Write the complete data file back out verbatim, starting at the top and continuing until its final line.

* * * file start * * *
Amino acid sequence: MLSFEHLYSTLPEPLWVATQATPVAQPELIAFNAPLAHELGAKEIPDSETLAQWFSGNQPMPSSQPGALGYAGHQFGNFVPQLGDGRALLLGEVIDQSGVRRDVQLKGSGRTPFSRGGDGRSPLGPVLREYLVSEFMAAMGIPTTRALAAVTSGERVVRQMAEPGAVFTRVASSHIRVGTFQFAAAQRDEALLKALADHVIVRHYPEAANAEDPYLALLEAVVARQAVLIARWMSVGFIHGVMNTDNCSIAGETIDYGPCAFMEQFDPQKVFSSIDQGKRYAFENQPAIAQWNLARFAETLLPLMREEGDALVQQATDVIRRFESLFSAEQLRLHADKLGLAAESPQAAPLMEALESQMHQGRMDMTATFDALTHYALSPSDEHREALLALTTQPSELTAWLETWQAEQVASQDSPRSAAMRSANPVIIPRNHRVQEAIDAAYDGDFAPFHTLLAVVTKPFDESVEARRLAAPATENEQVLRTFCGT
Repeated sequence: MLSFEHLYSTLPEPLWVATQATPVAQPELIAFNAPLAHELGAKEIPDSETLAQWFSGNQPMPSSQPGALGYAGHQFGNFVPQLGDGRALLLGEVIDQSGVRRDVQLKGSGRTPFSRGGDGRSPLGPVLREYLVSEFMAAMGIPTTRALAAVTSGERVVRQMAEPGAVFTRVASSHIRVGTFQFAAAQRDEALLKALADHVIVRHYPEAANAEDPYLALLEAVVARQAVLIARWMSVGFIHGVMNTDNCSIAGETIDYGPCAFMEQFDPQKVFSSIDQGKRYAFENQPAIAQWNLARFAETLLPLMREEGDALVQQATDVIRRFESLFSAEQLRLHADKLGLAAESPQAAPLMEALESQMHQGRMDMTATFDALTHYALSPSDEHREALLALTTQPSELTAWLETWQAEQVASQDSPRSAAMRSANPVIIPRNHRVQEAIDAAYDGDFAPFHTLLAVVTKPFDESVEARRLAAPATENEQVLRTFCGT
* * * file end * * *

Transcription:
Amino acid sequence: MLSFEHLYSTLPEPLWVATQATPVAQPELIAFNAPLAHELGAKEIPDSETLAQWFSGNQPMPSSQPGALGYAGHQFGNFVPQLGDGRALLLGEVIDQSGVRRDVQLKGSGRTPFSRGGDGRSPLGPVLREYLVSEFMAAMGIPTTRALAAVTSGERVVRQMAEPGAVFTRVASSHIRVGTFQFAAAQRDEALLKALADHVIVRHYPEAANAEDPYLALLEAVVARQAVLIARWMSVGFIHGVMNTDNCSIAGETIDYGPCAFMEQFDPQKVFSSIDQGKRYAFENQPAIAQWNLARFAETLLPLMREEGDALVQQATDVIRRFESLFSAEQLRLHADKLGLAAESPQAAPLMEALESQMHQGRMDMTATFDALTHYALSPSDEHREALLALTTQPSELTAWLETWQAEQVASQDSPRSAAMRSANPVIIPRNHRVQEAIDAAYDGDFAPFHTLLAVVTKPFDESVEARRLAAPATENEQVLRTFCGT
Repeated sequence: MLSFEHLYSTLPEPLWVATQATPVAQPELIAFNAPLAHELGAKEIPDSETLAQWFSGNQPMPSSQPGALGYAGHQFGNFVPQLGDGRALLLGEVIDQSGVRRDVQLKGSGRTPFSRGGDGRSPLGPVLREYLVSEFMAAMGIPTTRALAAVTSGERVVRQMAEPGAVFTRVASSHIRVGTFQFAAAQRDEALLKALADHVIVRHYPEAANAEDPYLALLEAVVARQAVLIARWMSVGFIHGVMNTDNCSIAGETIDYGPCAFMEQFDPQKVFSSIDQGKRYAFENQPAIAQWNLARFAETLLPLMREEGDALVQQATDVIRRFESLFSAEQLRLHADKLGLAAESPQAAPLMEALESQMHQGRMDMTATFDALTHYALSPSDEHREALLALTTQPSELTAWLETWQAEQVASQDSPRSAAMRSANPVIIPRNHRVQEAIDAAYDGDFAPFHTLLAVVTKPFDESVEARRLAAPATENEQVLRTFCGT